Food trucks have been popping up all over the suburbs of Cleveland, festivals and outside bars.
While some communities seem to resist the trucks' presence, some communities have embraced them with open arms.
In Shaker Heights, Economic Development Director Tania Menesse did not know where they would park, but she wanted food trucks. So she found a spot for them.
“The main motivation to me was to begin to expose to the larger Cleveland foodie culture that Shaker Heights is a good market to open a great local restaurant,” said Menesse. “The population in our city is — literally — hungry for local food.”
So she asked around in the city and, with the recreation department, decided to invite Umami Moto to youth minior league baseball games. It’s turned into a popular feature at the Shaker Heights ballfields on weeknights – dinnertime often rolls around before the seventh-inning stretch, and the fields have no concession stands.
On top of that, “It creates more of a sense of community – they come out, stand around the trucks, chat with their neighbors,” Menesse said.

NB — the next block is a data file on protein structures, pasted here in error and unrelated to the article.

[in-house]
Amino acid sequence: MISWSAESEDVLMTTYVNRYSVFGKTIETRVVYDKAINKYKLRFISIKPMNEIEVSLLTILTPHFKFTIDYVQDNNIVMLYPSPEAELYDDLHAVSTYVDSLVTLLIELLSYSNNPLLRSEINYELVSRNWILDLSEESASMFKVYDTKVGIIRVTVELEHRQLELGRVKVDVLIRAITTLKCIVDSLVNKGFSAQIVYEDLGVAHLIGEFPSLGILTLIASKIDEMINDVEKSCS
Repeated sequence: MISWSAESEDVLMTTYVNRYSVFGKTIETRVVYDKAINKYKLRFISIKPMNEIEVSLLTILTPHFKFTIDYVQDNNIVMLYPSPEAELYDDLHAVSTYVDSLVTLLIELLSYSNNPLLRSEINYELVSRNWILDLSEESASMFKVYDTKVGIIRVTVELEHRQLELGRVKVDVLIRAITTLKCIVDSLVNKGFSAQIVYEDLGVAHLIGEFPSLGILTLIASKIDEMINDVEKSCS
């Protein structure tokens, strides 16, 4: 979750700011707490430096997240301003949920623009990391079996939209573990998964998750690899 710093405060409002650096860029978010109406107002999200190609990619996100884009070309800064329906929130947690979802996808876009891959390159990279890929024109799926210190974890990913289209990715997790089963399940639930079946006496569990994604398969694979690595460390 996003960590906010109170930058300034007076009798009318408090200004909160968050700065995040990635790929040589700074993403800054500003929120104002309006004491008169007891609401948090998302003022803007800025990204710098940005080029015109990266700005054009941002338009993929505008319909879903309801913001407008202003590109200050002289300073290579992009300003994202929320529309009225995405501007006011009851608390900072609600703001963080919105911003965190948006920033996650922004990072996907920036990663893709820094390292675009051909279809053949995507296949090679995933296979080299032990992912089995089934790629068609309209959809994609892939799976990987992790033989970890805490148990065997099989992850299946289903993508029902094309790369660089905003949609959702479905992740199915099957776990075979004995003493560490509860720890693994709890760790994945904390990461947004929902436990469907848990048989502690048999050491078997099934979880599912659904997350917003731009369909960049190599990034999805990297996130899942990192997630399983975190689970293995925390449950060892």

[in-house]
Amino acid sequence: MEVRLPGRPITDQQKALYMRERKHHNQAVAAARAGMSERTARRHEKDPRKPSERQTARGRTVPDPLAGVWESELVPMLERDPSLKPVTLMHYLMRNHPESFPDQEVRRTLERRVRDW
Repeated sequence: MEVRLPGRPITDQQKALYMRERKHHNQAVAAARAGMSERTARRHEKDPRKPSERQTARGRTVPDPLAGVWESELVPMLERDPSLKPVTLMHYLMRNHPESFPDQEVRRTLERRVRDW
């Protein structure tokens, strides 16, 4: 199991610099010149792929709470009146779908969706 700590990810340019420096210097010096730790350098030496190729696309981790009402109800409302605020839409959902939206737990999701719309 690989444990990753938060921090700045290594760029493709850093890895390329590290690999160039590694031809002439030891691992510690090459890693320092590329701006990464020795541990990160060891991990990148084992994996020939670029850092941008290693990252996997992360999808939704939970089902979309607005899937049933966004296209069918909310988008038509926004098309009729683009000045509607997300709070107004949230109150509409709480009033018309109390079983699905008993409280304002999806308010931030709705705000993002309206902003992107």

“Shaker Heights has been really, really generous with us,” Umami Moto founder Sandy Madachik said.
Her truck was the second to take to the streets of Cleveland, that has since sparked at least half-dozen gourmet food trucks to open up shop.
Still, she said, most trucks stay close to downtown unless they are invited to the suburbs for a special event or a festival.
In Beachwood, trucks were invited to serve grub at the Green Dream Expo last spring, and they lined the Shaker Arts Festival in June.
“There’s a pretty big difference between the suburbs and the downtown mindset,” said Madachik. “Downtown, people will walk more and they’re more interested in trying new food, but in the suburbs, if you’re not parked right next to a building, they won’t find you.”